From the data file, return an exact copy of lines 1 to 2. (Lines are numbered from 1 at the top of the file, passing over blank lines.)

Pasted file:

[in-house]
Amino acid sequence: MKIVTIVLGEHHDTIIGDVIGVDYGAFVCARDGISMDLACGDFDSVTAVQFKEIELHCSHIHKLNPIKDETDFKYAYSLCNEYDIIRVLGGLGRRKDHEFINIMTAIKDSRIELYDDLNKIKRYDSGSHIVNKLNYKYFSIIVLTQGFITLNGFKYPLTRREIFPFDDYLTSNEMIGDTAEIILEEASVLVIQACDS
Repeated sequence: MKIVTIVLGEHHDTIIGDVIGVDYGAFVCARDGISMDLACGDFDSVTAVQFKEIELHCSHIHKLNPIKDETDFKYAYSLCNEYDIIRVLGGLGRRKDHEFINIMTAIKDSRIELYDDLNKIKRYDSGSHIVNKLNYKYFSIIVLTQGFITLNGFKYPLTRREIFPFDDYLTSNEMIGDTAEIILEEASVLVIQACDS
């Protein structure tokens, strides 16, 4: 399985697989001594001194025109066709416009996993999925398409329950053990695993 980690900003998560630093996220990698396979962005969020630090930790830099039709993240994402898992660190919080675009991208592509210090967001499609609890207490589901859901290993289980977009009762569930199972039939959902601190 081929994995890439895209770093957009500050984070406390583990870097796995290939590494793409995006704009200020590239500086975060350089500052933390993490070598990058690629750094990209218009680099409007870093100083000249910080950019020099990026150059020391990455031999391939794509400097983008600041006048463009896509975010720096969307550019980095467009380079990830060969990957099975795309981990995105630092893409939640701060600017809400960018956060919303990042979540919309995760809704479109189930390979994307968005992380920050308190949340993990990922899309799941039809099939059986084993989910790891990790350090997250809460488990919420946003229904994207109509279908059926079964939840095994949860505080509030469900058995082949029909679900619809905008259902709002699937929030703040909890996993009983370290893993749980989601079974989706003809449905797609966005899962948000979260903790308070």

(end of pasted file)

[in-house]
Amino acid sequence: MKIVTIVLGEHHDTIIGDVIGVDYGAFVCARDGISMDLACGDFDSVTAVQFKEIELHCSHIHKLNPIKDETDFKYAYSLCNEYDIIRVLGGLGRRKDHEFINIMTAIKDSRIELYDDLNKIKRYDSGSHIVNKLNYKYFSIIVLTQGFITLNGFKYPLTRREIFPFDDYLTSNEMIGDTAEIILEEASVLVIQACDS